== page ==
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Storm - 1979 Storm

ALBUM: Storm (1979)
LABEL: Capitol
YEAR: 1979
CD REISSUE: 2006, Rock Candy Records (UK), CANDY017


LINEUP: Jeanette Chase - vocals * Lear Stevens - guitars * Ronni Hansen - bass * David Devon - drums

TRACK LISTING: 01 I Want You * 02 Tell Me That You Love Me * 03 What Do You Like * 04 Game's Over * 05 You Pity Me * 06 Ain't That The Way * 07 Wake Up * 08 Young Young * 09 Shoot On Sight * 10 Hyperdrive * 11 Machine Gun


I remember when this band first appeared. The press didn't know what to make of them. In no way could Storm be pigeon-holed into any musical category. They sort of flitted across all of them really. In the end, they became the darlings of the UK rock media and especially those writers who followed melodic rock, and they featured regularly in magazines such as Sounds. Fairly bizarre band, interesting, quirky, and definitely coming from left field. Their sound has some wonderful orchestration a la Queen, and time changes galore, similar to a band like Russia (remember them?). In Jeanette Chase, they have a singer who gives the band something to spin off, with her off-the-wall approach to singing, not to mention her wild outfits crossing anything between a vamp, cheergirl and a new wave rocker.

The Songs
For it's time, it's unsure just what market Storm were trying to break into. It had that seventies pure rock energy, mixed in with some pop sensibilities, though it 'wasn't commercial by any means. The songs swing between punchy rockers and some moody moments punctuated by Lear Stevens' searing guitarwork, who it appears has really studied the Brian May handbook for guitar players. For me, the album takes on the shape of two halves. The first half (side one) has an interesting assortment of of lighter or pop flavoured tracks such as 'I Want You' and 'What Do You Like'. Their best moment would be the incredible dexterity of 'Tell Me That You Love Me'. While on side two the action heavies up remarkably, and we take time to listen to the inventiveness of tracks such as 'Wake Up' or the sonic grind of 'Young Young' and the guitar crunching 'Machine Gun'. Great stuff.

In Summary
Perhaps not the pomp classic many have made this out to be, but outrageously overblown? Definitely. Their second self titled album which came out in 1983 is also worth a listen. Both Storm albums were re-released on CD by Rock Candy Records. Excellent stuff.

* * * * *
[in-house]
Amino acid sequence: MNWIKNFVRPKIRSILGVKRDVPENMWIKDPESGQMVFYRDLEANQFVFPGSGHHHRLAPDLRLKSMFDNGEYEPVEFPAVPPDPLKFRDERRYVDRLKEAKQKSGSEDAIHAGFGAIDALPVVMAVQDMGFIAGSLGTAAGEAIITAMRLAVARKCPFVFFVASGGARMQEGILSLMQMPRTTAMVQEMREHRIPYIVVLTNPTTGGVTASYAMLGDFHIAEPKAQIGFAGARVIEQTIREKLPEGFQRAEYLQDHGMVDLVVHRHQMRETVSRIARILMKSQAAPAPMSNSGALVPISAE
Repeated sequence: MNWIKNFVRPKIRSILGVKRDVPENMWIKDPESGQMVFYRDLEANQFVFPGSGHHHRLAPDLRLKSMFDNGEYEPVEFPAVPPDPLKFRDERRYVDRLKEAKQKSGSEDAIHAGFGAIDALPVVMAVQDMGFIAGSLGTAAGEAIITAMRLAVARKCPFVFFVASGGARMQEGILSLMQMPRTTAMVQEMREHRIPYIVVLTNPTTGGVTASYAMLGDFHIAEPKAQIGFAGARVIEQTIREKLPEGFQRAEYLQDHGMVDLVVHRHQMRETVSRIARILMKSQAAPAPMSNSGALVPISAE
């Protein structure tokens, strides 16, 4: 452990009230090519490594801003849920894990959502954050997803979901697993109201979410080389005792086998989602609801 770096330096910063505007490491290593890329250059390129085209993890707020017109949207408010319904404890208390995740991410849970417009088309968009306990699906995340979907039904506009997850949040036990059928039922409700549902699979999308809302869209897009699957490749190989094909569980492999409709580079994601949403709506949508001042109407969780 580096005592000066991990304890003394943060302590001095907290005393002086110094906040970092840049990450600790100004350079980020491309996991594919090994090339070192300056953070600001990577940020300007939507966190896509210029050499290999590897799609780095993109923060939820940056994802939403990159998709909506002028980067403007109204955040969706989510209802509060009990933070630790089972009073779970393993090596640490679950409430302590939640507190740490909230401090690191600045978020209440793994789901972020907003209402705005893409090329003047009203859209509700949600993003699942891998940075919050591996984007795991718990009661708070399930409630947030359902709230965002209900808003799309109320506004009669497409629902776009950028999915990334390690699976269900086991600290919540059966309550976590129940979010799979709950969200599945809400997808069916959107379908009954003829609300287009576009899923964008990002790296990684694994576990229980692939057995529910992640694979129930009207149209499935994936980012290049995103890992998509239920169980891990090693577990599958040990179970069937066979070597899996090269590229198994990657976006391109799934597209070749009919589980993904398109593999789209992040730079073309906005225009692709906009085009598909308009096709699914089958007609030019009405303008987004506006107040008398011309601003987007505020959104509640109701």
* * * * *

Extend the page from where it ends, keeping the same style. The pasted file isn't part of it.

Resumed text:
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#1 | super80boy on January 01 1970 01:00:00
Quirky fast paced songs kick off Side 1 and it ends with an angst ridden almost punk vibe on 'Ain't That The Way'. Side 2 has a couple of standouts for me
#2 | Jez on January 27 2007 12:08:15
Queen meet a heavy Blondie are as good a description as you are gonna get with this,as it is quite ecclectic musically . One thing is for sure, it is a mighty disc with some incredible stuff on it. 'I Want You', 'Wake Up' and the thundering 'Machine Gune' are my picks. Tthe second album also titled 'Storm' is even better.
#3 | sabace on March 03 2008 14:48:15
got this lp on rock candy records recently and was underwhelmed by it . It is a fine lp but it has been hyped
way to much
#4 | Nick C on August 25 2008 01:49:03
I think I prefer this to the Capitol album, the sound is more varied and I love how it veers from pop rock to hard rock.
My picks for this Young Young, Hyperdrive, You Pity Me (great ballad) and Wake Up
#5 | rkbluez on January 07 2010 22:14:51
Just got the expensive Rock Candy version of this and I have to say I really don't see what all the hoopla is about this's OK but nothing classic by a long stretch...maybe if the disc sounded better it would of helped me enjoy it's certainly not up to RC's usual standards...the remastering was from can hear those tell tale pops anywhere and the sound is very muffled...all in all a decent album but it really doesn't blow me away I'd say it's good not to say a real classic like 1994 this is nothing special.
#6 | Eric on January 08 2010 00:30:42
rk- I expressed the same feelings about the 1983 self-titled album.
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